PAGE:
Casa de Colores School of Traditional Mexican Cooking

A Unique Culinary Adventure in Cabo


UNQUESTIONABLY… Mexican food is growing ever more popular in the world of good eating, and the pressure is on for quality authentic ingredients.  One of the most essential is queso… Mexican cheeses which are rapidly moving beyond Latin enclaves into mainstream markets. 

There are at least a dozen different Mexican cheeses which are now being produced in the West, about half of them widely distributed — the rest you have to search out locally or over the Internet.  Some are known by more than one name, and most are made from cow’s milk.  Most are white or cream colored with a mild, fresh taste, though a few are sharp and intense, perfect for garnishing spicy Mexican dishes.

The way they behave in cooking divides them into three categories:  Fresh, mild cheeses that hold their shape when heated; good melting cheeses; and aged, sharp, crumbly ones. 

Fresh and melting-type cheeses should be used quickly, as they tend to spoil.  Once the package is open, eat or use within a few days — the melting types may hold up to a week.  If the taste and smell is sour or the cheese is discolored, toss it.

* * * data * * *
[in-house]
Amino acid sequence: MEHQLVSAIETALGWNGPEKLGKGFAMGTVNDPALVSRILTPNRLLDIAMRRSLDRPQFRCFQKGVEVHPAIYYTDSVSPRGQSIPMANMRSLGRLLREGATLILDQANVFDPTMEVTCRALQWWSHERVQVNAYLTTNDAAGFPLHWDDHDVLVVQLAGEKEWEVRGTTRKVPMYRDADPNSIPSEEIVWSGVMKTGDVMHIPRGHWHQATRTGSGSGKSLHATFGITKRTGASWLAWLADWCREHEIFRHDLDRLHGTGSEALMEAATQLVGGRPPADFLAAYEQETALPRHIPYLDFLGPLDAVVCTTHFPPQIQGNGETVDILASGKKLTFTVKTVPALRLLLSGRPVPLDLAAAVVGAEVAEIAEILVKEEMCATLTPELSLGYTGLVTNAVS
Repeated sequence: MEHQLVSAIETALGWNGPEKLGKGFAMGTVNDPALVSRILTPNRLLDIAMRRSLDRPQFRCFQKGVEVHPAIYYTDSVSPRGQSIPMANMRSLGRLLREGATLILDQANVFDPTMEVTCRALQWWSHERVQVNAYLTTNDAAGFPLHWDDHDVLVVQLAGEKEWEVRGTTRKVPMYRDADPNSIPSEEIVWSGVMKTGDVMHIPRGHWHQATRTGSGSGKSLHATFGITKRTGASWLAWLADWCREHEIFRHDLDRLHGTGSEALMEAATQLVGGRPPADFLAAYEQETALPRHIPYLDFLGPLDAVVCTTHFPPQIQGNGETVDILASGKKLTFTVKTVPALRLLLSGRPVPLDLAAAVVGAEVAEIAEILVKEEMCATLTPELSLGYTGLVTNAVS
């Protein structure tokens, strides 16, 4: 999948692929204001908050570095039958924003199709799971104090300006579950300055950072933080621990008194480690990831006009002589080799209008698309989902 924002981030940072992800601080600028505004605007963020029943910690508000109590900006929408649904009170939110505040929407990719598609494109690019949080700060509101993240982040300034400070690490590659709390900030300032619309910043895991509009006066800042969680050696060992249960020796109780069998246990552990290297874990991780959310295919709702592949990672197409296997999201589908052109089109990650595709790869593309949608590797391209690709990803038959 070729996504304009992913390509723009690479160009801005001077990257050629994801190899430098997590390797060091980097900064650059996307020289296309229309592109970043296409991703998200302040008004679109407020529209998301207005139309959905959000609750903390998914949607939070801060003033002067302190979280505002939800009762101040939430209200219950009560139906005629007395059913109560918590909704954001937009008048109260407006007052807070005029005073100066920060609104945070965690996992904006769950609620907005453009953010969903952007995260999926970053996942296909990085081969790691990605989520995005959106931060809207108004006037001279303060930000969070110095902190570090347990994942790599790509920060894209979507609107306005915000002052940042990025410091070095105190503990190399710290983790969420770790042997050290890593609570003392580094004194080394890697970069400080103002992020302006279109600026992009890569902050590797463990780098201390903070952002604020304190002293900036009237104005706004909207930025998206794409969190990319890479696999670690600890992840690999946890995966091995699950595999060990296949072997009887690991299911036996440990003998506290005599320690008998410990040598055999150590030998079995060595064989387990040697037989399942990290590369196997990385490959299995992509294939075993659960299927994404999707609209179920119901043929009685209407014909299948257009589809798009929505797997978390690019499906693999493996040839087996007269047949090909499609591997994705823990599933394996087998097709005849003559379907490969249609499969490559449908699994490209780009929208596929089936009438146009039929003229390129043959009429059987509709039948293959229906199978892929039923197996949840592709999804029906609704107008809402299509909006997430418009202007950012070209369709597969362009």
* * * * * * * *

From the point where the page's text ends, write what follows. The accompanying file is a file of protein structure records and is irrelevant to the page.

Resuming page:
Saltier cheeses contain less moisture and keep longer under refrigeration.  The same rules apply — if it smells or looks off, out it goes.

Look for Panela, a very fresh, mild cheese made from curds drained in a basket — the cheese will bear the attractive pattern.  It has a squeaky texture similar to fresh Italian buffalo mozzarella.  It softens but doesn’t melt and is great in sandwiches, salads and soups.  Try pan-frying slices in a nonstick skillet over medium heat, or grill it.

Queso fresco (also known as ranchero) is another fresh cheese with a slightly salty taste and somewhat crumbly texture.  Substitute farmer’s or ricotta cheese.  Softens when heated, but holds its shape.  Traditional topping or filling for tacos, tostadas, chiles rellenos, enchiladas, quesadillas, beans, etc.

Chihuahua (get Menonita if you can) melts beautifully like jack or cheddar.  Shred or slice into quesadillas, enchiladas or anywhere a melting cheese works.  Can become stringy if overheated.

Oaxaca is a string cheese wound into balls of varying sizes, or sold in strands which may be pulled apart like a typical string cheese.  Great in quesadillas, nachos etc.

Manchego is another common melter — use like Chihuahua.

Cotija (or añejo, aged cheese) is crumbly, salty and a bit pungent.  Depending on how it’s made, it can be soft like feta, or firm and more complex, like parmesan.  It can be used like feta or parmesan, and is the traditional garnish on tacos, enchiladas etc.

There are many more, but I hope this will get you working with whatever Mexican cheeses are available to you, and on the hunt to find more!

¡Buen provecho!



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